The City of Miami Beach has finally settled a wrongful death lawsuit brought by the family of Israel Hernandez-Llach, the 18-year-old street artist who was killed by police on Aug. 6, 2013.
He was shot in the chest with a Taser by a cop for spraying more graffiti on an already graffiti-covered wall, reported The Miami New Times.
When police arrived and found him tagging the building, he ran, so they chased him, and that’s when an officer Tased him in the chest and ended the teenager’s life.
The city finally agreed to pay for what the officer did, but only $100,000 for the wrongful death. And the officers will not be held accountable for needlessly killing him.
Hernandez-Llach’s parents and sister sued the city, alleging Miami Beach cops used “wrongful, unnecessary and unreasonable force” to detain the young man and then failed to provide him with proper medical care when he showed signs of distress.
According to court affidavits releasing the city and the police officers involved in the incident from any claims, Miami Beach officials expressly deny liability, but agreed to pay $100,000 to Hernandez-Llach’s father, Israel Hernandez Bandera, his mother Jacqueline Luz Llach and his sister Offir Hernandez Llach. Florida Bulldog obtained the affidavits, signed by the three surviving relatives on Aug. 3, last week through a public records request.
“The City of Miami Beach made the decision to resolve this lawsuit,” said deputy city attorney Aleksandr Boksner. “We believed this to be the best course of action in this matter.” Under Florida’s sovereign immunity law, governmental agencies are only required to pay up to $200,000 to the families of individuals injured or killed by municipal negligence.
Hernandez Bandera, who divorced Llach in 2009, said that he, his ex-wife and their daughter decided to settle to avoid the high cost of a trial.
“We made the decision to turn the page,” Hernandez Bandera said. “But we have not given up our fight to expose the truth about what happened to my son.”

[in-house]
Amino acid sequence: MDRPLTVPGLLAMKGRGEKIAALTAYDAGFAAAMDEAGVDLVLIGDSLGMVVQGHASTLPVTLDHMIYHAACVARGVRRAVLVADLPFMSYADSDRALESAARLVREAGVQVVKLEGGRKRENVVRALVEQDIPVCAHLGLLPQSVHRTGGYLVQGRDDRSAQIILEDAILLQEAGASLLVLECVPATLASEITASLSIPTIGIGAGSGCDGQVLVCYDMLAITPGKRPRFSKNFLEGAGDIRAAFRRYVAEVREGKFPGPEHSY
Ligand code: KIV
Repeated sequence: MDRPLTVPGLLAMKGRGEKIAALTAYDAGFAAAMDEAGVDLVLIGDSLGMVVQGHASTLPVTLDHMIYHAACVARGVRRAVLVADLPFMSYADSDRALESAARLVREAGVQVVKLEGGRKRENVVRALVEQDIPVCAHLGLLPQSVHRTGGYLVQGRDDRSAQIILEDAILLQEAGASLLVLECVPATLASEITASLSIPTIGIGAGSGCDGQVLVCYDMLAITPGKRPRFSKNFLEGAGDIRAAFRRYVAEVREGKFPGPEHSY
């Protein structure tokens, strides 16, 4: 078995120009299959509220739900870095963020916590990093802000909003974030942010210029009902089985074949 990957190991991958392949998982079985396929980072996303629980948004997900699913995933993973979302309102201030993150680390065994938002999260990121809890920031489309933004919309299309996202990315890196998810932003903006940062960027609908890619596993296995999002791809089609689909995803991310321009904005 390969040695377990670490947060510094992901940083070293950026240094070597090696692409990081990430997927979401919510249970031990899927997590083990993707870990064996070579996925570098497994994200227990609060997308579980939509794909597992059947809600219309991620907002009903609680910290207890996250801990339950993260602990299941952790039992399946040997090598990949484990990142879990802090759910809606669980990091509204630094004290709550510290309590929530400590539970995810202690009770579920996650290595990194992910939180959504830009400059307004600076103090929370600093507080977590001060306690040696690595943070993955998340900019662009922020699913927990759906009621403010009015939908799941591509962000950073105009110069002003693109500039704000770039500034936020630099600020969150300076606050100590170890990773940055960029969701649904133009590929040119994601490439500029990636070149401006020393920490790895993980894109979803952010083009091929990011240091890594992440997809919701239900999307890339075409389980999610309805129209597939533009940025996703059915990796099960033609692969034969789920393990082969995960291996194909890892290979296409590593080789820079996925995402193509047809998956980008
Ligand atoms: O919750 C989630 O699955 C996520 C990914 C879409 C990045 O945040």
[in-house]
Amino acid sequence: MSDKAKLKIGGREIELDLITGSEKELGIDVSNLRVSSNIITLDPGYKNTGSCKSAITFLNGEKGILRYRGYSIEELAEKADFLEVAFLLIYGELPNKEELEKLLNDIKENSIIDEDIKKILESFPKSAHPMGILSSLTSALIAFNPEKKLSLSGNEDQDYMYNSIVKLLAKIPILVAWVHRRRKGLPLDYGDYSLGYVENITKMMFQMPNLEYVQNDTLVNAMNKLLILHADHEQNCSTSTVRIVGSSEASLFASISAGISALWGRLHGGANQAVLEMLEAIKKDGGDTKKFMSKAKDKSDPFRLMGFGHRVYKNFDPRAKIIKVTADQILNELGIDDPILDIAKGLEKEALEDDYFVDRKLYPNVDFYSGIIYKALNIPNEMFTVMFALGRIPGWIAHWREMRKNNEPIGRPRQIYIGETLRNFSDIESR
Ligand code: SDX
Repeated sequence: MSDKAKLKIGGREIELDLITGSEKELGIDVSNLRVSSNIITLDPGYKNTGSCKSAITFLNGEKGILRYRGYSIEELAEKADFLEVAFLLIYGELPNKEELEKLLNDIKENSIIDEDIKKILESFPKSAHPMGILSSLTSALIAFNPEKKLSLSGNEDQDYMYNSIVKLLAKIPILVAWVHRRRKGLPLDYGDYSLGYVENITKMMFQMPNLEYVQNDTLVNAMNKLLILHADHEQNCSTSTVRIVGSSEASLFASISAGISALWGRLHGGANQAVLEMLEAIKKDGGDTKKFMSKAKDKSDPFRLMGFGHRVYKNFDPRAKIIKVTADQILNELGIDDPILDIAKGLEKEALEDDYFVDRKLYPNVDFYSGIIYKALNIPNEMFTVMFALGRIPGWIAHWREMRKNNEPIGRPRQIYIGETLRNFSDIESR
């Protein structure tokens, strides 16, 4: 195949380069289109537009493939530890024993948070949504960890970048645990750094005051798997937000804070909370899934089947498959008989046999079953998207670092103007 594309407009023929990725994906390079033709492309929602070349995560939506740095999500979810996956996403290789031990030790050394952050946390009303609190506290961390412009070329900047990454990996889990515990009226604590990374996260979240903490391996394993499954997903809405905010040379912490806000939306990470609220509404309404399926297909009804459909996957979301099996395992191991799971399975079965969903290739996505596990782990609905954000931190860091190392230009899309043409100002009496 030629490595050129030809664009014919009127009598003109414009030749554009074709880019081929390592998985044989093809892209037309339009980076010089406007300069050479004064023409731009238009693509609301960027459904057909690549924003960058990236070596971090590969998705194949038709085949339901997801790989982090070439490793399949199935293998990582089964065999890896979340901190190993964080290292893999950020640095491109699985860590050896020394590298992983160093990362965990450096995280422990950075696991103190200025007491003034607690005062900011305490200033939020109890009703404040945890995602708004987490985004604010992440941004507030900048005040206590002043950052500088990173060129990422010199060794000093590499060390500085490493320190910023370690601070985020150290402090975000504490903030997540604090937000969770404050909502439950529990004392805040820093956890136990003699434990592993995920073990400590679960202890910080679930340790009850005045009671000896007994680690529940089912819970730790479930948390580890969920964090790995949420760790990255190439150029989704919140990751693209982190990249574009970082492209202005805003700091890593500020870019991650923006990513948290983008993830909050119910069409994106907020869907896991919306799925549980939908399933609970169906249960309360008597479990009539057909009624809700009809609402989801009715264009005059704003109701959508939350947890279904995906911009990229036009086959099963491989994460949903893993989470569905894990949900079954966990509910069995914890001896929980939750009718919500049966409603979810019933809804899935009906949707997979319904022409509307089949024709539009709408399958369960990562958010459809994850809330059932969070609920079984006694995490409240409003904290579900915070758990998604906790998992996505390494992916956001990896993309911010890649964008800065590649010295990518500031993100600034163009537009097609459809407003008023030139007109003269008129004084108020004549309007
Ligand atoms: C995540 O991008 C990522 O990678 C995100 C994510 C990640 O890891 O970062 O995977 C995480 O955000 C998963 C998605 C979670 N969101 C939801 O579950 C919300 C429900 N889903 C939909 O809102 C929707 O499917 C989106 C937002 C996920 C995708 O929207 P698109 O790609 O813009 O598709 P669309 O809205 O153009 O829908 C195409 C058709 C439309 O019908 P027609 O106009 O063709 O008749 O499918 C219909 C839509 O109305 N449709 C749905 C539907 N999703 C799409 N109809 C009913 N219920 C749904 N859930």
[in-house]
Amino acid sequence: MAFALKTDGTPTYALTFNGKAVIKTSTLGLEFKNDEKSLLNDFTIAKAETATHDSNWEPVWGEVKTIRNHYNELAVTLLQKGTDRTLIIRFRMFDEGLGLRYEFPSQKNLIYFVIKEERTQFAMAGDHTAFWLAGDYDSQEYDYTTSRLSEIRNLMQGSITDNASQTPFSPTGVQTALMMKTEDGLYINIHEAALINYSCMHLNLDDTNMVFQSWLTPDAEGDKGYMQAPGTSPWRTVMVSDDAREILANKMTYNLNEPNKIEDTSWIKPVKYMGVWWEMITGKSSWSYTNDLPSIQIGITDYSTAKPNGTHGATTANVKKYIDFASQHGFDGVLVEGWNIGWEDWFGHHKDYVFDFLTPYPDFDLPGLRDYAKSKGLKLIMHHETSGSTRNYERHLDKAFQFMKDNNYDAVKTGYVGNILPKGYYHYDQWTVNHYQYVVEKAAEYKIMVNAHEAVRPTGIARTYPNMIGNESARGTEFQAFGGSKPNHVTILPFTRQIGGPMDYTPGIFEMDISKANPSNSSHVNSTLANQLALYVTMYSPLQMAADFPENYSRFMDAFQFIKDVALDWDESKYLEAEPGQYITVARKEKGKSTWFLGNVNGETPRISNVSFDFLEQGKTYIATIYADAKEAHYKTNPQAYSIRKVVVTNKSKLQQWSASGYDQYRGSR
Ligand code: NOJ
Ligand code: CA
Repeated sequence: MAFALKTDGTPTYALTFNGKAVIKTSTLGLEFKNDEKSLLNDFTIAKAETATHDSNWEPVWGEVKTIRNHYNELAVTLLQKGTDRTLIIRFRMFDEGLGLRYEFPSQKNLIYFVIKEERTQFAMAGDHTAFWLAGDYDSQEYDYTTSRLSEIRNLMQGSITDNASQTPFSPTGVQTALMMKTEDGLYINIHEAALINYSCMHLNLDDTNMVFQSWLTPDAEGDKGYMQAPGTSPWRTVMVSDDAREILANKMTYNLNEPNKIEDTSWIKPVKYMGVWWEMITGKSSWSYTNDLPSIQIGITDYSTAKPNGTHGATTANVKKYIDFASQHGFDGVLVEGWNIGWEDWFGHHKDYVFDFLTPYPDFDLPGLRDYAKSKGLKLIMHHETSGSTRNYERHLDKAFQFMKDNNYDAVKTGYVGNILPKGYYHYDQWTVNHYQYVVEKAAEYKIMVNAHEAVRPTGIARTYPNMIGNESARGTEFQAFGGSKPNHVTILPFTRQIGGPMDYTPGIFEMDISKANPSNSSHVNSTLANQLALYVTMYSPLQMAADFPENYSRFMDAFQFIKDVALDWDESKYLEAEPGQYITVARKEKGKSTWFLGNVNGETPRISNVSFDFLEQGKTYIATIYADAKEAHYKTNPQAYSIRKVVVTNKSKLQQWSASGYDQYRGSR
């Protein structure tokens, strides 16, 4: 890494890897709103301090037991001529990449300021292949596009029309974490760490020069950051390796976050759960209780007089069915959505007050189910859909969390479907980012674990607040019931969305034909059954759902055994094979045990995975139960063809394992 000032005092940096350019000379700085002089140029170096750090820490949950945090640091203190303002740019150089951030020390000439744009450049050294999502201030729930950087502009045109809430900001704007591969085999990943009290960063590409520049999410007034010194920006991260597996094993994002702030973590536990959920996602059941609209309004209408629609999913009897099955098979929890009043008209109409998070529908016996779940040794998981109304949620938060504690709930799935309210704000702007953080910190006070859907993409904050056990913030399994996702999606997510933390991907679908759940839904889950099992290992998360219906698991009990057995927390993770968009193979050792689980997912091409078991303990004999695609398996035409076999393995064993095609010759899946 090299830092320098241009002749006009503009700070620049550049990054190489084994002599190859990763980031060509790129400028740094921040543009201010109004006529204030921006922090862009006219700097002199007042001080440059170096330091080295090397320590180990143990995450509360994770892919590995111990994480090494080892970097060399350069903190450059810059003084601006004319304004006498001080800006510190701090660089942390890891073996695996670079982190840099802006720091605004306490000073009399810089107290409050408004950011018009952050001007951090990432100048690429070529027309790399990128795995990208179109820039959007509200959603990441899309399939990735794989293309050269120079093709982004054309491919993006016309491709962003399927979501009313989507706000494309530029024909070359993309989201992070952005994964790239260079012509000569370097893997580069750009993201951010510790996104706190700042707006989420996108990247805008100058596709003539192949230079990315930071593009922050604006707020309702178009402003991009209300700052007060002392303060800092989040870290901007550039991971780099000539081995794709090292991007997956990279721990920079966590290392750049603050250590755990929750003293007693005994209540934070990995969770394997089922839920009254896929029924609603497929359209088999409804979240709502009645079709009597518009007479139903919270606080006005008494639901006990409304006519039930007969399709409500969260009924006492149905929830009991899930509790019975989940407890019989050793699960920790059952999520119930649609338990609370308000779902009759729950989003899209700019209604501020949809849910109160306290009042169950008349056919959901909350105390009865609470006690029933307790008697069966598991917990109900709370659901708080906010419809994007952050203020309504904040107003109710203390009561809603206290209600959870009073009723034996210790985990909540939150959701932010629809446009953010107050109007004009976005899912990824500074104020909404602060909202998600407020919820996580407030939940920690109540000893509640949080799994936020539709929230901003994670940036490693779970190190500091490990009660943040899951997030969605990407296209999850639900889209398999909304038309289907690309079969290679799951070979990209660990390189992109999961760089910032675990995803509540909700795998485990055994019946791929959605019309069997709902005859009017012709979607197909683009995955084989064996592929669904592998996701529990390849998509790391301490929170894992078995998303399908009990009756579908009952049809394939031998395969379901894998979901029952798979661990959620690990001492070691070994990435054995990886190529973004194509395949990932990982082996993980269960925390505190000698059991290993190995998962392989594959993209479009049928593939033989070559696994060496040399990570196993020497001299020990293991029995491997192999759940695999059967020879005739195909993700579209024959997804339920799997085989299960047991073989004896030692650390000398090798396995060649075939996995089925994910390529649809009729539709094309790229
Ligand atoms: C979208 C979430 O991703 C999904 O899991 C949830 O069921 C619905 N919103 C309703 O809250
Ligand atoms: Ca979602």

“While he was lying on the ground, injured and in need of emergency medical treatment, the officers were seen celebrating, including ‘high-fiving’ one another,” the complaint says. Mercado denied the accusation in a sworn statement he gave as part of internal affairs and criminal probe of Hernandez-Llach’s death.
In 2014, the Miami-Dade Medical Examiner’s Office released its findings that Hernandez-Llach died from “sudden cardiac arrest” caused by the Taser’s electric discharge. The medical examiner ruled the death accidental.
Since that ruling, the legal team representing Hernandez-Llach’s family has been collecting evidence and taking officers’ depositions to build a strong case against the city, including street surveillance video footage that shows Mercado and another officer chasing the street artist with their guns drawn. Hernandez Bandera said there was no reason justifying police pulling out their firearms on a kid tagging a building.
Now that the lawsuit is settled, Hernandez Bandera said the family will be releasing video, along with depositions by Mercado and other officers, that contradict sworn statements they provided to homicide investigators, in addition to other proof showing police are covering up the truth.
“Little by little, we will be revealing the truth,” he said. “We will continue fighting for Israel so that another family doesn’t have to go through what we have been through.”
(Article By Jeremiah Jones)